Rail industry news (Australia, New Zealand), Passenger Rail, Workforce and Training

Students’ engineering interests stem from SRL visit

SRL stem

A recent visit to Victoria’s Suburban Rail Loop (SRL) site in Burwood is sparking a love of STEM (Science, Technology, Engineering, and Mathematics) in female high school students.

The Inspiring STEM+ program, led by Initial and Early Works Managing Contractor Laing O’Rourke, is introducing young women to diverse career pathways including engineering, commercial management and law.

About 45 Kilbreda College STEM students received a tour of the SRL construction site in Burwood and heard from the construction crew about what it’s like to work on Victoria’s biggest infrastructure project.

Rhiannán, 14, said the visit to the Burwood site was a rare opportunity to see what goes on behind the scenes.

“I’d never been on a construction site before and I thought it was interesting to see how everything works,” she said.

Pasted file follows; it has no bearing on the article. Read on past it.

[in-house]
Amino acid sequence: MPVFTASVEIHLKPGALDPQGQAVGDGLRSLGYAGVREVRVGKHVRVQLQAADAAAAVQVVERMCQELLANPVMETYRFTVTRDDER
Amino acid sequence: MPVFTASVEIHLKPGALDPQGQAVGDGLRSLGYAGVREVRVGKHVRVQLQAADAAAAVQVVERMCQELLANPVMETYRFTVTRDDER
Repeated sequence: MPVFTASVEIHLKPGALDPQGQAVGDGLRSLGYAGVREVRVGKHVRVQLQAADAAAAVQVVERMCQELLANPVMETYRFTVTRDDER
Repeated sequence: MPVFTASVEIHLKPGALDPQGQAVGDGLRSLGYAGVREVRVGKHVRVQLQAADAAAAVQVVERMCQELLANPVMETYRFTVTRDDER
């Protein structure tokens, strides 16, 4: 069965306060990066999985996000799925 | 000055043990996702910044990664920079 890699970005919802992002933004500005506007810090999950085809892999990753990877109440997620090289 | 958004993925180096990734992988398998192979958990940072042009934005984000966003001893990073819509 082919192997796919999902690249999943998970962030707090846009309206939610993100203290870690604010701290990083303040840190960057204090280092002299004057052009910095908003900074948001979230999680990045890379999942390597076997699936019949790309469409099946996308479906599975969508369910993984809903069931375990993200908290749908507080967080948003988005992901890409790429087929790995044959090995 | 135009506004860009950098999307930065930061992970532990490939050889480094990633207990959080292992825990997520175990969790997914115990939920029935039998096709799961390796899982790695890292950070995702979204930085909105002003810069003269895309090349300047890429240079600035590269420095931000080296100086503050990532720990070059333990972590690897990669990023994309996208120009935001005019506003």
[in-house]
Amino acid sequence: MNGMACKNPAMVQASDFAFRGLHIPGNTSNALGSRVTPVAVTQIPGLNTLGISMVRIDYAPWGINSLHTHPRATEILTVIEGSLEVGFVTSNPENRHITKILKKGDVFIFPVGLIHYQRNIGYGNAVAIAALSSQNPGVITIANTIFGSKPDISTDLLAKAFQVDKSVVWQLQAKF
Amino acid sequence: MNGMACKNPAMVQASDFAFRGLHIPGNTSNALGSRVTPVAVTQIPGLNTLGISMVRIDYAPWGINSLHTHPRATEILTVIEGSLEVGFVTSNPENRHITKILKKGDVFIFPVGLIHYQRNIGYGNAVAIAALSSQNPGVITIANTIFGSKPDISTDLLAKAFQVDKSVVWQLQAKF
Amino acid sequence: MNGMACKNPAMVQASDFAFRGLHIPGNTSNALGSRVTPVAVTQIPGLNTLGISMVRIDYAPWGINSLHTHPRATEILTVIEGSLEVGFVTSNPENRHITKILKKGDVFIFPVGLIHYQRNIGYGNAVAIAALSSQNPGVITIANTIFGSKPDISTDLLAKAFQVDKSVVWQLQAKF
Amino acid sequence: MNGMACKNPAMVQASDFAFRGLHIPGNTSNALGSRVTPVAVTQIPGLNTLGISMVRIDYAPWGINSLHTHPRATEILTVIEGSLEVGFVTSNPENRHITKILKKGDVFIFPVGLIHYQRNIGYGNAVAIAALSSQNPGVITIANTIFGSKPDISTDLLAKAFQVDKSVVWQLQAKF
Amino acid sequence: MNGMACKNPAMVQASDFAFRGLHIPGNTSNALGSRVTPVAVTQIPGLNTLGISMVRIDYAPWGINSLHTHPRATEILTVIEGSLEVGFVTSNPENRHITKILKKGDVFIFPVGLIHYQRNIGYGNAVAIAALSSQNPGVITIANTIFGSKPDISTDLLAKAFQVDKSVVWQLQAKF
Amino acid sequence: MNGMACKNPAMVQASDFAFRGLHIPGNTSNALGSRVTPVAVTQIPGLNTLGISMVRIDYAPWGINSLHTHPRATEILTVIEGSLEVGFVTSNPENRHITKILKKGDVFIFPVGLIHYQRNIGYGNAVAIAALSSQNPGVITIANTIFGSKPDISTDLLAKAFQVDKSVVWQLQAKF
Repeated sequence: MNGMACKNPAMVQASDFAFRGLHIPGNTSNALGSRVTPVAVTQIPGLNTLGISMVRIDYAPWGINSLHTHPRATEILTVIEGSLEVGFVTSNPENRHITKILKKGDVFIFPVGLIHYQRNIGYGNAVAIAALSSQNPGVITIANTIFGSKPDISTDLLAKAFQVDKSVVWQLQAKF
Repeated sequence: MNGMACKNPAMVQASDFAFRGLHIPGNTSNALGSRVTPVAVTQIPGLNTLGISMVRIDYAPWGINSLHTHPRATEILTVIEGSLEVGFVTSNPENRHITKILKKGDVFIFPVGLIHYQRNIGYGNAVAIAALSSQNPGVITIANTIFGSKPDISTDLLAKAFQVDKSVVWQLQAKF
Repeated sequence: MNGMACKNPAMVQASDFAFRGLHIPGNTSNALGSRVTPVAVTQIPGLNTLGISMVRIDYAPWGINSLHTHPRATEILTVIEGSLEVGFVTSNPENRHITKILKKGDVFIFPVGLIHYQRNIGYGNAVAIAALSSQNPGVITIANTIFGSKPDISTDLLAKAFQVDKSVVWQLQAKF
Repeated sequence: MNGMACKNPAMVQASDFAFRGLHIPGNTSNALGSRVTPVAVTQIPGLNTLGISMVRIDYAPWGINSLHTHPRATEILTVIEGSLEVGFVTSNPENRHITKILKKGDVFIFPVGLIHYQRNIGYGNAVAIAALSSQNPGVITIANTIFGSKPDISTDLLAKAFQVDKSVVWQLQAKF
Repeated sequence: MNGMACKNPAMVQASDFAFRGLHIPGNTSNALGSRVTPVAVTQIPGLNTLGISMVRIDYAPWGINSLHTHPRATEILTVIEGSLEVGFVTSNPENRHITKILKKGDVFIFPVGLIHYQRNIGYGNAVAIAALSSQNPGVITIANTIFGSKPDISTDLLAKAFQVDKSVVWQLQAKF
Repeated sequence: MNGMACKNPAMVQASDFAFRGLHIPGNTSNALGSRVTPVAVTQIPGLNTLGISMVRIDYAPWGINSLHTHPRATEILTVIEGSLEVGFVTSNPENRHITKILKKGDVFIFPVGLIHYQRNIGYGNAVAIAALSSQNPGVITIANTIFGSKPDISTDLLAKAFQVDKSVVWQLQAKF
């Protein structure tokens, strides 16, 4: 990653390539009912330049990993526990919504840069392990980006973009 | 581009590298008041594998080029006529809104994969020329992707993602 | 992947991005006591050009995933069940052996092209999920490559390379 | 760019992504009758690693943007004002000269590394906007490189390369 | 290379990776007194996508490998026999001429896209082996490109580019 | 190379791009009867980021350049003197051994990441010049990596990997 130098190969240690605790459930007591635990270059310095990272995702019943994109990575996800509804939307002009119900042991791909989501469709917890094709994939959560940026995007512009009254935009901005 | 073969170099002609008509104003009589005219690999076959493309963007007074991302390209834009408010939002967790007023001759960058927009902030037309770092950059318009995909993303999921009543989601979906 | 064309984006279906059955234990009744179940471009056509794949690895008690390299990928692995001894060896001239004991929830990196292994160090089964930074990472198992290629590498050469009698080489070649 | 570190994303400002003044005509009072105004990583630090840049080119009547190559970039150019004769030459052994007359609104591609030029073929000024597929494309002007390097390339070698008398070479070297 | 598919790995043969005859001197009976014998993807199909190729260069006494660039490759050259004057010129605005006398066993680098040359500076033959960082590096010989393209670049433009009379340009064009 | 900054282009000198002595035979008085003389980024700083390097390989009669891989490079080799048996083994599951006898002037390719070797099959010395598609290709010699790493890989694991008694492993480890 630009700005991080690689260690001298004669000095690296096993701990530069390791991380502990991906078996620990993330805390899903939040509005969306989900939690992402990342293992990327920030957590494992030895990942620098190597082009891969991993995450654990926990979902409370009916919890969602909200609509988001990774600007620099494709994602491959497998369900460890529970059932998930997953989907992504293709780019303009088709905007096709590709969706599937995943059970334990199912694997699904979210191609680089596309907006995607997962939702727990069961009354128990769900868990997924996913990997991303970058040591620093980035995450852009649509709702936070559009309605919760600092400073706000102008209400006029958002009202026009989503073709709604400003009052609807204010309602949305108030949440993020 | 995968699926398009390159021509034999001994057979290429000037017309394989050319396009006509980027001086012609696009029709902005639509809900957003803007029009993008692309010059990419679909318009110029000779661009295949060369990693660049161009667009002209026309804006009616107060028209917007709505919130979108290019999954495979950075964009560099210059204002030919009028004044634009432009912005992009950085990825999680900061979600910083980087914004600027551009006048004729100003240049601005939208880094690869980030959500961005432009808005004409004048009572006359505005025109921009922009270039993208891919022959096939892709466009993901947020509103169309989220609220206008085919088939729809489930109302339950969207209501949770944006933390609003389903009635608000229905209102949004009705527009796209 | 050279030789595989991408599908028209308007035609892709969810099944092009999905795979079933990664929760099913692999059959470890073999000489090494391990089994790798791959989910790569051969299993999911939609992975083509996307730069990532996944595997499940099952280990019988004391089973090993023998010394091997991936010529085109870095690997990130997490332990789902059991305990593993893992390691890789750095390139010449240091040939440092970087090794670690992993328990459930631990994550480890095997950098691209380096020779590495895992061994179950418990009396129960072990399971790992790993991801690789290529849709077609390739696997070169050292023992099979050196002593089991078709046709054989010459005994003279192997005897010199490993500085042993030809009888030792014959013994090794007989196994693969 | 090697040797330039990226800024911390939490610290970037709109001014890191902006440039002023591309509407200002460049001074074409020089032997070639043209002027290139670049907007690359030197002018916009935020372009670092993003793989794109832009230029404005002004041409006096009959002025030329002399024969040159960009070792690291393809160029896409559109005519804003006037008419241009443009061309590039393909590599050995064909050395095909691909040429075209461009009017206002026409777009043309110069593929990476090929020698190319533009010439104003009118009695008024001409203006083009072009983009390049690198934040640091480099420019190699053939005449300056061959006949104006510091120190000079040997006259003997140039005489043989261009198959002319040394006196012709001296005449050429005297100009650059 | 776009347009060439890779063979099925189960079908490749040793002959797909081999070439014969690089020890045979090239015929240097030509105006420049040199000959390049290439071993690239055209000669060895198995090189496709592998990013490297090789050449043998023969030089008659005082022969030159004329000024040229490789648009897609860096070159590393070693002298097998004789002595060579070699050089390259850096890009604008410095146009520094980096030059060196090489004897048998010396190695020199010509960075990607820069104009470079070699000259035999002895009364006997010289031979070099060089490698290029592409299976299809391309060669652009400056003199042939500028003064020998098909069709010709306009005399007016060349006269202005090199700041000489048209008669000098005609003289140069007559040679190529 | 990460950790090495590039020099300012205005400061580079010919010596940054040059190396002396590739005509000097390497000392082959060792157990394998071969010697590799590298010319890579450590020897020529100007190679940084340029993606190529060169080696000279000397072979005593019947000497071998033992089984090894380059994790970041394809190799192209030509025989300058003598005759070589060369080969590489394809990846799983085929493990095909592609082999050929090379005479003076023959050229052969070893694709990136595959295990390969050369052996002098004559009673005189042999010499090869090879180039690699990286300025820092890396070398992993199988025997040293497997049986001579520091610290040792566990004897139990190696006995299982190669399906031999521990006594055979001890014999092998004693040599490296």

The Year 9 students learned about the history of the Burwood site as well as works taking place, including preparing to launch a tunnel boring machine.

Throughout the two-year program, students are introduced to the construction industry and learn about project development and sustainability.

“What I’m enjoying the most about the program is the environmental aspect; I really liked learning how vegetation will be renewed in the Burwood area,” Rhiannán said.

Charlotte, 15, said the Inspiring STEM+ program had made her interested in digital engineering.

“You can see the way technology is being used for the development of the sites before construction even starts,” she said.

“The program explains all different aspects of working on a project, not just construction or engineering, but the entire process.”

Inspiring STEM+ aims to increase female participation in STEM with ongoing opportunities for work experience and support through university for these students.

Construction of SRL East from Cheltenham to Box Hill is underway, creating up to 8000 direct local jobs. At least 14 per cent of total hours worked during this first phase of construction will be completed by Victorian apprentices, trainees or cadets.

Trains will be running by 2035, making it easier to get to universities, TAFE, jobs and services.